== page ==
Folding a Bread Dough – What, Why and How

Folding a bread dough is an old trick that has become very much a modern "must-do." Many recipes specify a long fermentation period followed by a brief kneading and another, shorter fermentation period. The brief kneading is the fold.

Why should you do it? During a fairly long fermentation, say over an hour, the yeast will eat up the carbohydrates near it and will begin to slow down its rate of gas production. However, the gluten in the flour and the water may not have fully reacted to achieve a good cellular structure in the dough. The yeast will also have given off enough carbon dioxide, alcohol and other by-products that the yeast activity will start to slow down. By folding the dough, the baker shifts the food supply for the yeast, the carbohydrates, so that the yeast has access to a new supply. Folding also degasses the dough, which expels the alcohols and the carbon dioxide, leaving the yeast with a clean place to grow. The baker also works the dough strands and makes them stronger, which can do really good things to the finished bread.

How to Fold.

There are at least three ways to fold.

1. A Pocketbook or Letter fold. This is the fold that Jeffrey Hamelman, the baking education director at King Arthur Flour, espouses. It is a good fold. To do this fold, please place the dough on the floured counter or work surface and pat it flat. Take about a third of the dough on the left side and bring it over the dough. Work this dough vigorously with your fingers to expel the gas. Take a third of the dough from the right side and do the same with it. Make sure you brush off all the extra flour that you can so that none gets incorporated into the dough. This will leave you with a rather long dough. finish the fold by taking the top third of the dough and bringing it down the dough towards you. Again, expel as much gas as you can and brush off any extra flour. Take a third of the bottom dough and bring it up to the other dough and do the same brush and expel. You now have a folded dough.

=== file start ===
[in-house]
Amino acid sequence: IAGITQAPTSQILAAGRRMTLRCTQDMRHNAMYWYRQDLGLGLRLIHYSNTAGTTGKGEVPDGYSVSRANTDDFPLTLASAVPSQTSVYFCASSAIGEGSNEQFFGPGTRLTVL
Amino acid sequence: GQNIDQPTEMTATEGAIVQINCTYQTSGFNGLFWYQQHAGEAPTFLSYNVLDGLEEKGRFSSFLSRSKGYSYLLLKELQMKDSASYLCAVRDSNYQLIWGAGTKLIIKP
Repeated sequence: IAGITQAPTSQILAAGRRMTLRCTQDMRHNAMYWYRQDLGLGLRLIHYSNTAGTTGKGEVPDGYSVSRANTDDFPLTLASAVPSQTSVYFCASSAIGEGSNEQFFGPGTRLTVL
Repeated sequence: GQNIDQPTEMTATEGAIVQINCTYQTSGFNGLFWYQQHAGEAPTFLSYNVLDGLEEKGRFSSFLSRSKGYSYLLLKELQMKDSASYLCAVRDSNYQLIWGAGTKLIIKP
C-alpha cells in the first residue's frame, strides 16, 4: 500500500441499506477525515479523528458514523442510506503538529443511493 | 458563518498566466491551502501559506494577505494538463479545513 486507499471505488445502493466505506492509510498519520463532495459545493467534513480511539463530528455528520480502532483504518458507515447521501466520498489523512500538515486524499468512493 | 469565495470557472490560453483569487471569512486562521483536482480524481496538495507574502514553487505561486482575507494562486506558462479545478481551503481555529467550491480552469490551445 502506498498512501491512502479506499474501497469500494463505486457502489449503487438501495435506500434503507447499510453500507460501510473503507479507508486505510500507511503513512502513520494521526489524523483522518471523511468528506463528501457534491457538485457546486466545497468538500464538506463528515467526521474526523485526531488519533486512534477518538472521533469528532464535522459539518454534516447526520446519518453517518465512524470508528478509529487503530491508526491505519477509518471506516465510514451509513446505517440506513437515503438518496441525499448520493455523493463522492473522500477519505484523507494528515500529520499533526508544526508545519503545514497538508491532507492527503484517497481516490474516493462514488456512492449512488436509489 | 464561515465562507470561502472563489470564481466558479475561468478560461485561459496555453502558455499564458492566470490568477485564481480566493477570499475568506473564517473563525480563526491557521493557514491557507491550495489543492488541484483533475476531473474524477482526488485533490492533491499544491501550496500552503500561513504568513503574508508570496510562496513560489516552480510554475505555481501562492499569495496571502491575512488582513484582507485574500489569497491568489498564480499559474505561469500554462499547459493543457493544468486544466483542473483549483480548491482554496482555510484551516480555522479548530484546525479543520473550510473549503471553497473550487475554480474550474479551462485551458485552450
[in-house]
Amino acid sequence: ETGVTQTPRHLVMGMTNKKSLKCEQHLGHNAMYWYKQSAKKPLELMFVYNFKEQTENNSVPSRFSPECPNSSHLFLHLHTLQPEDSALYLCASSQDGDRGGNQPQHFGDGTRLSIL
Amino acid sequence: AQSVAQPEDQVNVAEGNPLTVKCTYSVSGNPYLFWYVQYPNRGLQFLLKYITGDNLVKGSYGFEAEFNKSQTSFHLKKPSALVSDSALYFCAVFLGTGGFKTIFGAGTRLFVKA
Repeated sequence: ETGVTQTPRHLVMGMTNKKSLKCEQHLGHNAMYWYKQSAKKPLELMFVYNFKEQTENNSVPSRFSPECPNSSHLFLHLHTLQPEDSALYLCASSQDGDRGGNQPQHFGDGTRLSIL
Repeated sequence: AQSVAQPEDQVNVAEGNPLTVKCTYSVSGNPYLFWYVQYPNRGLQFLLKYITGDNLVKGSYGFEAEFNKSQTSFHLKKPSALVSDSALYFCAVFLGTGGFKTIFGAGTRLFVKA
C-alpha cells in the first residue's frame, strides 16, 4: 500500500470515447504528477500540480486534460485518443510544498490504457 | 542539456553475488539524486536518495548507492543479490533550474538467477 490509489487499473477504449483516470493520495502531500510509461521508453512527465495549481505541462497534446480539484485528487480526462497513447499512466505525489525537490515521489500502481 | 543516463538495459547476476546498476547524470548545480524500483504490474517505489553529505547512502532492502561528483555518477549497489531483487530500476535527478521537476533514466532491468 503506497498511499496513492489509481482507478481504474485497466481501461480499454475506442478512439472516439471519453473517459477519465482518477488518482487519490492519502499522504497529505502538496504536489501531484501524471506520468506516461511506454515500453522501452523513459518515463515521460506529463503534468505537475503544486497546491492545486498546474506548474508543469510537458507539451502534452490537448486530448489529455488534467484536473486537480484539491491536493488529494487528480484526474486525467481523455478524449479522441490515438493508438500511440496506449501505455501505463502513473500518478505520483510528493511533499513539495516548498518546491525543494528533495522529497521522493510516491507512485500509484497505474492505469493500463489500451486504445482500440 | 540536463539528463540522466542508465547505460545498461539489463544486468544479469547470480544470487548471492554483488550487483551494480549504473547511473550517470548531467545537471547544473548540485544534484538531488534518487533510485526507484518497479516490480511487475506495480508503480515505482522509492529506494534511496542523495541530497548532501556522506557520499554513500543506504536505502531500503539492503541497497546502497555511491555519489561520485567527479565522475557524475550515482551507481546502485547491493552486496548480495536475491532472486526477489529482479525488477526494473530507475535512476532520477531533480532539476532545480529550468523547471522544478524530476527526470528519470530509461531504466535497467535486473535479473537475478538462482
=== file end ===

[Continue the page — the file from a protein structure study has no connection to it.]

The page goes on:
2. A Roll-Up fold. This is my personal favorite, since it's very simple. I sincerely put out the dough, then roll it up into a long tube. Then pat this tube down so it is slightly flat and roll up so that in effect you make a ball. You can do this a couple of times if you wish. This will drive out the gas and other by-products of fermentation, rearrange the nutrients for the yeast and realign the dough strands.

3. The Drop-Hook fold. This is the easiest, and works well it you are fermenting the dough in the bowl on a stand mixer, as I do repeatedly. Merely drop the dough hook into the dough and turn on the mixer for a few seconds. Then turn off the mixer, reach in and turn the dough, drop the dough hook into the dough and repeat the few seconds of mixing.

When to Fold.

Various experts give different time schedules for folding. One popular timing is to divide the total fermentation time into four parts and fold after the end of the third part. If the total time is two hours, each part is thirty minutes, one-half hour. Fold after 90 minutes, one and one-half hours. Then ferment for the remaining 30 minutes, one-half hour. This timing will never get you into too much trouble.

Certain other exports are made with folds at the half-way point, so that the above bread would be folded at one hour and then allowed to ferment for another hour. This seems to be more popular for doughs with a lot of fats and oils and sugar.

A few doughs benefit from a fold at the half-way point and another fold half-way through the remaining fermentation period.

A lot depends on the recipe, the conditions in your kitchen and your technique. The best thing to do is to start with a simple fold at the three-quarter point and see how that works for you. You can then experiment with various schemes until you hit one that works in your kitchen for each recipe. More than likely, you will find that the four-part timing works fine.

Try folding the dough the next time you make bread, I think you'll like the improvement.



Source by Howard B Harmon